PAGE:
Eliminating the 8 wastes of lean manufacturing is much easier when the production process is completely visible, and MachineMetrics offers that transparency. Cloud computing, deep analytics and machine learning work in conjunction with devices, sensors and software adaptors to connect a factory and allow it to leverage hidden capacity for improved efficiency.

5S is a systematic form of visual management utilizing everything from floor tape to operations manuals. It is not just about cleanliness or organization; it is also about maximizing efficiency and profit. 5S is a framework that emphasizes the use of a specific mindset and tools to create efficiency and value. It involves observing, analyzing, collaborating, and searching for waste and also involves the practice of removing waste.

The 5S methodology is a systematic approach to workplace organization. This method includes the five steps of Sort, Set in Order, Shine, Standardize, and Sustain. Generally speaking, the steps of 5S involve going through items in a workspace, removing what's unnecessary, organizing items, cleaning, performing maintenance, and making sure these things become habits. These steps should occur in this order, and there must be a plan in place for performing the tasks associated with these steps on a regular basis. At the end of of a 5S implementation you will see characteristic things such as policy manuals, glow-in-the-dark tape or photoluminescent tape on the floor, colored bins, red tags, and 5S walks taking place. In the end, it should all add up to efficiency.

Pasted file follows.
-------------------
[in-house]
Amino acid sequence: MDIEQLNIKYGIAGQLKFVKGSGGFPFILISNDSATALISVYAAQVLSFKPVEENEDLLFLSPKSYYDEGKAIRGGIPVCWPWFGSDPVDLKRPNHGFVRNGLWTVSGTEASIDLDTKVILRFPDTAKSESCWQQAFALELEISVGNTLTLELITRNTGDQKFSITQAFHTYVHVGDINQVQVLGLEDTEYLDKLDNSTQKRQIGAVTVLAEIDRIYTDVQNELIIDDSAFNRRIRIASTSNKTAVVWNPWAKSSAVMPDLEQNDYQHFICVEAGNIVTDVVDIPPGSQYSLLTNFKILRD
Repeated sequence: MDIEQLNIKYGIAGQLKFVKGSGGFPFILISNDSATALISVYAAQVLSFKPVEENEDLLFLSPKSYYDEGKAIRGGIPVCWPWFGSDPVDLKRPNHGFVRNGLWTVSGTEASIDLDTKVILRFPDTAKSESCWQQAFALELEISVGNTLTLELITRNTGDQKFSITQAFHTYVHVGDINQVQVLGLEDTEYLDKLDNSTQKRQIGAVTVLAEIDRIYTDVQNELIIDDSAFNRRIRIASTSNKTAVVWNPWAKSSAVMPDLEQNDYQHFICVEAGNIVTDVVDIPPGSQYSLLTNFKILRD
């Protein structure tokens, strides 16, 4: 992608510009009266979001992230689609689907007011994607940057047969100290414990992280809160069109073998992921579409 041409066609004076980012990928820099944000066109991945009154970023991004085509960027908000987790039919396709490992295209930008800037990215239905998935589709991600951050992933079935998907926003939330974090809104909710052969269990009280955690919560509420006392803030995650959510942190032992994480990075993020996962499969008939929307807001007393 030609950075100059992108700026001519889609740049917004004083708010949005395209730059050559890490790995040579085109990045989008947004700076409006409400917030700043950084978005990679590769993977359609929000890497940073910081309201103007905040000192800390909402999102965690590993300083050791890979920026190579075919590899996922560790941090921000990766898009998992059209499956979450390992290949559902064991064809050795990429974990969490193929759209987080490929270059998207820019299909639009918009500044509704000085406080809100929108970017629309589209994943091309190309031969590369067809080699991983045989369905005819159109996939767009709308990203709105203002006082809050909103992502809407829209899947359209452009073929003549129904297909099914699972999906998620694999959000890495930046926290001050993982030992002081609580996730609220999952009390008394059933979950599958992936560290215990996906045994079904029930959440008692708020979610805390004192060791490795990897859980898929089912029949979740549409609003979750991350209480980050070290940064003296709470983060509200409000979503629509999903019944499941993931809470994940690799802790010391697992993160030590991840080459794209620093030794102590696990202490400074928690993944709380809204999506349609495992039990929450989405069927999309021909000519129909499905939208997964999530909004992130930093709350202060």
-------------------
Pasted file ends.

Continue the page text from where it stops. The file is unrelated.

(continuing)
In a manufacturing facility where employees routinely need to use tools and obtain materials, 5S plays a significant role. Visual markings make it easier to obtain those tools/materials and return them to their storage locations after use. Visual cues such as floor markings (floor tape, floor shapes, signs, etc.) can also create boundaries around different areas such as those used for storing cleaning supplies, finished products, machinery, etc. In a fast-paced work environment, these markings can mean the difference between a messy workplace and an efficient one.

Lean management is a component of lean manufacturing, which has the overall goal of eliminating waste from the workplace. That includes wasted time, wasted products, and wasted services. Even small improvements that eliminate waste from a process can end up amounting to quite a bit over time. With that being said, Lean management specifically looks at how companies can operate better and what the management team can do to help.

Toyota Motor Corporation's vehicle production system is a way of making things that is sometimes referred to as a "lean manufacturing system," or a "Just-in-Time (JIT) system," and has come to be well known and studied worldwide.

The work done by hand in this process is the bedrock of engineering skill. Machines and robots do not think for themselves or evolve on their own. Rather, they evolve as we transfer our skills and craftsmanship to them. In other words, craftsmanship is achieved by learning the basic principles of manufacturing through manual work, then applying them on the factory floor to steadily make improvements. This cycle of improvement in both human skills and technologies is the essence of Toyota's jidoka. Advancing jidoka in this way helps to reinforce both our manufacturing competitiveness and human resource development.